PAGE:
The Art Collector’s Guide to Hong Kong

Hong Kong at night. Photo by Yun Xu via Unsplash.

Thanks to the strength of the Asian art market, Hong Kong has become a leading destination for influential auction houses, galleries, and art fairs. Though the city plays host to many international events, established and emerging art market players alike retain a commitment to cultivating the local art scene.

This blend of local focus and global reach is best demonstrated during events like Art Basel Hong Kong, where half of the 248 exhibiting galleries maintain gallery spaces in Asia and Asia-Pacific. In anticipation of the the 2018 edition of the blockbuster modern and contemporary art fair, which takes place March 29-31 at the Convention & Exhibition Center in Wan Chai, Hong Kong, our editors have compiled a list of resources for art collectors making their way to the bustling metropolis. Below, see what neighborhoods and art spaces should be at the top of your travel itinerary.

Making Room for Art: Urban Development in Hong Kong

Among hundreds of building projects in Hong Kong, several multi-billion-dollar arts initiatives are answering local demand for more space devoted to art and culture. The construction of the M+ Building and the renovation of the Hong Kong Museum of Art in the West Kowloon Cultural District are just two of the projects that indicate that the city is serious about becoming a global art and cultural hub to contend with London and New York.

This emphasis on the arts continues to spread across the city. In recent years, neighborhoods like Wong Chuk Hang have transformed empty industrial buildings into art spaces full of studios and galleries. Art incubators like Spring Workshop and the Hong Kong Arts Centre support artists with a wide a variety of performances, talks, and exhibitions. Likewise, programs like HK Walls, which connects street artists with local business owners and landlords willing to let them paint over their walls and storefront gates, have expanded the local and international artist network throughout the city.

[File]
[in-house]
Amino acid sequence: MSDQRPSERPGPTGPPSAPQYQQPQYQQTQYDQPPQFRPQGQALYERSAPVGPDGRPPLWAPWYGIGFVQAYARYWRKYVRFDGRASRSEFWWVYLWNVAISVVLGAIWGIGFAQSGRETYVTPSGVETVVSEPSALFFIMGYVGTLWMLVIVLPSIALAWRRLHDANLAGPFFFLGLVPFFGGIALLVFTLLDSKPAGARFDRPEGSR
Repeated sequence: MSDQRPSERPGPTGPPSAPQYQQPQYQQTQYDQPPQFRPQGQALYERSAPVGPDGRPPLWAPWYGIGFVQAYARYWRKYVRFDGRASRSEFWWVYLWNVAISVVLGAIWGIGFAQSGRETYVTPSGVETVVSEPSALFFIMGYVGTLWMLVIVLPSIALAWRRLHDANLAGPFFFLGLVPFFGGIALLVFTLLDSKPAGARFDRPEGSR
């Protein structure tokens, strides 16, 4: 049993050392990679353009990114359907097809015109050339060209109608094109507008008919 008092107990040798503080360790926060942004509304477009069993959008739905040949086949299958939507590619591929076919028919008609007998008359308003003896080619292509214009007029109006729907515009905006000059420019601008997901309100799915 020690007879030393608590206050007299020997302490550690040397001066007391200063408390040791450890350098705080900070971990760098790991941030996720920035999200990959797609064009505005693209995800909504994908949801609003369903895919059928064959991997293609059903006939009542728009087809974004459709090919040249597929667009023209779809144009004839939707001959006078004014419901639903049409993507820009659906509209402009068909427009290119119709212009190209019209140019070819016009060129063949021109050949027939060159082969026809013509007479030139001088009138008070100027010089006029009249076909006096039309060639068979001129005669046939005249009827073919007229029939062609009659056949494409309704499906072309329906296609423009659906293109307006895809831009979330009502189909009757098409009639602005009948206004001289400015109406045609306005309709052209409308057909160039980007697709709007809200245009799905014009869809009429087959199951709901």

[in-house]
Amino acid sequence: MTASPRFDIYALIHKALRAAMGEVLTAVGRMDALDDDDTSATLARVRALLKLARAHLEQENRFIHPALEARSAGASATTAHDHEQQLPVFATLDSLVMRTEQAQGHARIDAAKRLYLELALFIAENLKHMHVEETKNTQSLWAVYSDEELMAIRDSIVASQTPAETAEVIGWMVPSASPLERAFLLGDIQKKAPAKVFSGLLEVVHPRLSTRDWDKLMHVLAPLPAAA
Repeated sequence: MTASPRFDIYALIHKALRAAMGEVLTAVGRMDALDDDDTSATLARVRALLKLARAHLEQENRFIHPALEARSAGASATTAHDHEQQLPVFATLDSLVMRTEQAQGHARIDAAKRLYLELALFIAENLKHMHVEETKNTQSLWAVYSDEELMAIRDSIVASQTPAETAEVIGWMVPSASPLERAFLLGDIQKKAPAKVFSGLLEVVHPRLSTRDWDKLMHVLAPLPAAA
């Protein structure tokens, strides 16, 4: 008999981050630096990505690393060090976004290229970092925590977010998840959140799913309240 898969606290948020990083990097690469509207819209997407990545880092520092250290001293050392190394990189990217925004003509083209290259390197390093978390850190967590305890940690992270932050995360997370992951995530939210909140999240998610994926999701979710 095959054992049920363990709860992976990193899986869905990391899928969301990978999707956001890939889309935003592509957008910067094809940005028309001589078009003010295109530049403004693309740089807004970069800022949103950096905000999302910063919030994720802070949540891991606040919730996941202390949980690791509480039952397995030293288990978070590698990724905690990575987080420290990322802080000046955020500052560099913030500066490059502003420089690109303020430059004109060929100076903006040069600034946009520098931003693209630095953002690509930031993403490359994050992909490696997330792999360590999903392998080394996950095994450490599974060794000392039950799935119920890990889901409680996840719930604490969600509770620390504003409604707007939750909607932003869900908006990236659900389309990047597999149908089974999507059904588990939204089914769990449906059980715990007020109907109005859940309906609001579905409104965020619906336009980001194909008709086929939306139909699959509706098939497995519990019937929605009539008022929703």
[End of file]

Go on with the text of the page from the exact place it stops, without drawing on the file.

From Sheung Wan to Sham Shui Po, each of Hong Kong’s neighborhoods is becoming more dense with shopping, art, and culinary delights. When planning your visit to Hong Kong, consider allocating time to explore the studios, galleries, street art, and cultural institutions in individual neighborhoods. Consult The Hong Kong Cultural Office for a full list of art fairs, creative industries, and cultural districts.

Hong Kong Museums

Museums around Hong Kong come in all shapes and sizes. Film enthusiasts may want to visit the Hong Kong Film Archive. Since 1993, the Archive has preserved films and related materials. Its building houses a cinema, exhibition hall, and resource center.

The Hong Kong Museum of Art. Image via Wikimedia Commons.

Reopening to the public in 2019, the Hong Kong Museum of Art has a rich collection of 15,000 cultural objects and works of art that highlight key moments in Chinese history. For visitors looking to dive into the history of the tea ceremony in China, the Hong Kong Museum’s Flagstaff House Museum of Tea Ware remains open to visitors during the museum’s renovation.

Similarly, the University Museum & Art Gallery of Hong Kong University houses ceramics and bronzes from the Neolithic period to the Qing Dynasty, as well as paintings from the Ming Dynasty to present day China. The oldest continuously-operated museum in the city, UMAG offers a regular exhibition schedule of both ancient and contemporary Chinese and Western art.

Hong Kong Galleries

For many of the city’s galleries, supporting local artists is ingrained in their core values. Pekin Fine Arts and Tang Contemporary Gallery prioritize exhibiting domestic art. Above Second offers a wide variety of illustrations, graffiti art, comic book artwork, and street art from both local and international artists.

Image via Unsplash.

The Pedder Building in downtown Hong Kong is home to a number of high profile fine art galleries including Pearl Lam Galleries, Ben Brown Fine Arts, Hanart TZ Gallery. With a specially curated collection of artists who challenge traditional cultural perceptions, Pearl Lam Galleries introduces visitors to trailblazing contemporary Chinese artists like painter Qiu Deshu 仇德树. Founded in London, Ben Brown Fine Arts made its move to a second branch in Hong Kong in 2009. The gallery has exhibited an impressive list of international artists like contemporary artist Miquel Barceló and modern icons likes Pablo Picasso. Hanart TZ Gallery has established itself as a source for up-and-coming contemporary Chinese artists from the mainland, Taiwan, and the extended Chinese diaspora.